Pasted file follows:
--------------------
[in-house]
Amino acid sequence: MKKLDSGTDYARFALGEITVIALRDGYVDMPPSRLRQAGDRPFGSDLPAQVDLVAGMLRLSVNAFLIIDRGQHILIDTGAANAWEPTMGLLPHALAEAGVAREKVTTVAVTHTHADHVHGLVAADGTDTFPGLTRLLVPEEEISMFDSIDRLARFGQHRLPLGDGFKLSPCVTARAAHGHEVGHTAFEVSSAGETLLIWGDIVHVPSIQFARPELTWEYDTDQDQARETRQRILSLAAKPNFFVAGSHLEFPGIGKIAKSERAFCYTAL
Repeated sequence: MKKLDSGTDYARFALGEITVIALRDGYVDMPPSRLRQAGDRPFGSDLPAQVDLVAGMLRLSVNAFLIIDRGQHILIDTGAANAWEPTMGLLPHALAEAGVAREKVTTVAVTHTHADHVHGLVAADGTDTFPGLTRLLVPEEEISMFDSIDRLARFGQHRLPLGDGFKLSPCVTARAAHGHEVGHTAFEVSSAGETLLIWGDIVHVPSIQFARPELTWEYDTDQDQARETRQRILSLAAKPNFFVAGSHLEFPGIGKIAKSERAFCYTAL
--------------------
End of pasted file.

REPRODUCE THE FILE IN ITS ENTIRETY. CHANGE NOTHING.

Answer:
[in-house]
Amino acid sequence: MKKLDSGTDYARFALGEITVIALRDGYVDMPPSRLRQAGDRPFGSDLPAQVDLVAGMLRLSVNAFLIIDRGQHILIDTGAANAWEPTMGLLPHALAEAGVAREKVTTVAVTHTHADHVHGLVAADGTDTFPGLTRLLVPEEEISMFDSIDRLARFGQHRLPLGDGFKLSPCVTARAAHGHEVGHTAFEVSSAGETLLIWGDIVHVPSIQFARPELTWEYDTDQDQARETRQRILSLAAKPNFFVAGSHLEFPGIGKIAKSERAFCYTAL
Repeated sequence: MKKLDSGTDYARFALGEITVIALRDGYVDMPPSRLRQAGDRPFGSDLPAQVDLVAGMLRLSVNAFLIIDRGQHILIDTGAANAWEPTMGLLPHALAEAGVAREKVTTVAVTHTHADHVHGLVAADGTDTFPGLTRLLVPEEEISMFDSIDRLARFGQHRLPLGDGFKLSPCVTARAAHGHEVGHTAFEVSSAGETLLIWGDIVHVPSIQFARPELTWEYDTDQDQARETRQRILSLAAKPNFFVAGSHLEFPGIGKIAKSERAFCYTAL